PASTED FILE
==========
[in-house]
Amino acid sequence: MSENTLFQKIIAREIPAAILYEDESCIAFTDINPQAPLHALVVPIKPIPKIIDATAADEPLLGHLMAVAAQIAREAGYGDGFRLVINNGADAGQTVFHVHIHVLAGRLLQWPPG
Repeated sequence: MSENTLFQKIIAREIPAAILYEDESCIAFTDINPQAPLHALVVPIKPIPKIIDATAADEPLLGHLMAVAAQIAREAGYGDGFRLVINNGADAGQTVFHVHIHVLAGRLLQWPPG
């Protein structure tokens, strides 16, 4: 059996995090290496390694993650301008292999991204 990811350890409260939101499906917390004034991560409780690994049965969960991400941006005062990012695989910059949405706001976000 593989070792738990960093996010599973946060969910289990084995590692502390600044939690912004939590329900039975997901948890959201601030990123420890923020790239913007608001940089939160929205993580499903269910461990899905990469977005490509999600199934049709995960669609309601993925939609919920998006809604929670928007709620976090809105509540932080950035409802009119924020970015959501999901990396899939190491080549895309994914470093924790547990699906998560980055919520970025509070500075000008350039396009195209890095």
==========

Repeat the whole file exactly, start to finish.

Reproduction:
[in-house]
Amino acid sequence: MSENTLFQKIIAREIPAAILYEDESCIAFTDINPQAPLHALVVPIKPIPKIIDATAADEPLLGHLMAVAAQIAREAGYGDGFRLVINNGADAGQTVFHVHIHVLAGRLLQWPPG
Repeated sequence: MSENTLFQKIIAREIPAAILYEDESCIAFTDINPQAPLHALVVPIKPIPKIIDATAADEPLLGHLMAVAAQIAREAGYGDGFRLVINNGADAGQTVFHVHIHVLAGRLLQWPPG
């Protein structure tokens, strides 16, 4: 059996995090290496390694993650301008292999991204 990811350890409260939101499906917390004034991560409780690994049965969960991400941006005062990012695989910059949405706001976000 593989070792738990960093996010599973946060969910289990084995590692502390600044939690912004939590329900039975997901948890959201601030990123420890923020790239913007608001940089939160929205993580499903269910461990899905990469977005490509999600199934049709995960669609309601993925939609919920998006809604929670928007709620976090809105509540932080950035409802009119924020970015959501999901990396899939190491080549895309994914470093924790547990699906998560980055919520970025509070500075000008350039396009195209890095």